I participated in the first Continuing Legal Education (CLE) of my life yesterday at the Golden Gate University Law School. I had not planned to speak at the event but one of my awesome speakers had a family emergency the morning of the event and we needed to fill the time for the 2-hour credit. Law students aren’t usually the ones you’d hear from at CLE’s or creating CLE’s but such is the nature of my work and experience. I hustled around, preparing both the handout for the event and a tame version of my “practice tips” for practitioners with LGBT clients. It turned out to be a well-attended and well-received event that went off without a hitch. Today I woke up with the realization that holding the CLE and choosing to speak may just prevent the deportation of a family.
It was Monday evening and we had not expected more than a dozen people but we ended up with twice the number. I have to thank the Immigrant Legal Resource Center, South Asian Bar Association – Bay Area, Asian Law Caucus, Immigration Equality, Asylum Access for cosponsoring and spreading the word. Dan from Bibdaily, Bill Hing and Kevin Johnson from the Immigration Professor Blog network were also kind enough to post the event details on their awesome blogs and NLG member Mike Flynn did a great job sending the events out on listserves.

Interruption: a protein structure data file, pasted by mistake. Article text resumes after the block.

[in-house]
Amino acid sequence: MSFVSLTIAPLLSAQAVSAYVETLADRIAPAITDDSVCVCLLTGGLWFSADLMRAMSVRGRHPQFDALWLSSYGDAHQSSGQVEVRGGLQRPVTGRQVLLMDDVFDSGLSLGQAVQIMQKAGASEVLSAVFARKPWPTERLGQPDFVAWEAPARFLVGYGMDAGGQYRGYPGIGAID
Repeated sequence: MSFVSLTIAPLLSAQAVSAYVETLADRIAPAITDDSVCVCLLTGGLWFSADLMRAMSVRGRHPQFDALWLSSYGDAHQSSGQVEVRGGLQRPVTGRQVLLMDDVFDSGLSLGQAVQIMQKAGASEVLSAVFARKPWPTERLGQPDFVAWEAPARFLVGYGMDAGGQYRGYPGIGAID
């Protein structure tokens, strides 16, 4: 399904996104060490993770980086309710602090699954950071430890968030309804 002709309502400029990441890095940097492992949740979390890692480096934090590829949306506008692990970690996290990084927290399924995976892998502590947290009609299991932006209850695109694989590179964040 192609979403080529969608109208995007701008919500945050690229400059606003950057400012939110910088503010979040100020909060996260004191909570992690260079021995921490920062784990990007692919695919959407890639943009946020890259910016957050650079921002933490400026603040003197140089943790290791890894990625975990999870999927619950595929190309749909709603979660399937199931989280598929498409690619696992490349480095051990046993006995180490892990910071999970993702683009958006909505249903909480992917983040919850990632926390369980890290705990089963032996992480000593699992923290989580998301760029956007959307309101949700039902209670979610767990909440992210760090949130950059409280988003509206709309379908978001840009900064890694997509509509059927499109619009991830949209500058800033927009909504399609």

Zachary Nightingale from Van Der Hout updated us on DOMA litigation and Mexican LGBT asylum cases, telling advocates in the room to keep their same-sex immigration challenges to DOMA out of federal court till one of the better test cases could create a good precedent for everyone. Emily Arnold-Fernandez from Asylum Access spoke on UN refugee status determination and how LGBT asylum and refugee seekers are treated in different jurisdictions. I discussed how to get clients deferred action post a final order of removal, the politics surrounding it and promoted the “How to Stop Deportation” guide.
A lawyer approached me at the end of the night about how the San Francisco ICE office had denied her deferred action request for two slam-dunk, straight-forward DREAM Act-eligible cases — a 14-year-old and an 18-year-old with no criminal histories. She had done some great lawyering up to that point to keep her clients in the country. Part of my CLE had covered the importance of targeting advocacy nationally, as opposed to local ICE offices who are thumbing their noses at their bosses regarding the June 17 memo. She doesn’t have much time so I asked her to follow-up with a friend of mine who can help her out with national advocacy efforts.
Now I need to start packing and moving for my second year of legal education and a potential job to keep me afloat.